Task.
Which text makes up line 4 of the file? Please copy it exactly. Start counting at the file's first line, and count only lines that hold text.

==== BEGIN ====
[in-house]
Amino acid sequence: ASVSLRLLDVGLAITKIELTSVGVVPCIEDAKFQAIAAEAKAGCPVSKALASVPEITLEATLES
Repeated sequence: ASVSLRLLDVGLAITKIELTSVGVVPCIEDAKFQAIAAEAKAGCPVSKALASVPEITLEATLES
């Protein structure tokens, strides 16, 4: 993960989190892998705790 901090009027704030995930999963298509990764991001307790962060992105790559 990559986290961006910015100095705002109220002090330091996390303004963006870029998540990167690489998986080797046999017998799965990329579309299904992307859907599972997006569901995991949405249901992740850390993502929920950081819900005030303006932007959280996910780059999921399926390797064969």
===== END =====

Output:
């Protein structure tokens, strides 16, 4: 993960989190892998705790 901090009027704030995930999963298509990764991001307790962060992105790559 990559986290961006910015100095705002109220002090330091996390303004963006870029998540990167690489998986080797046999017998799965990329579309299904992307859907599972997006569901995991949405249901992740850390993502929920950081819900005030303006932007959280996910780059999921399926390797064969």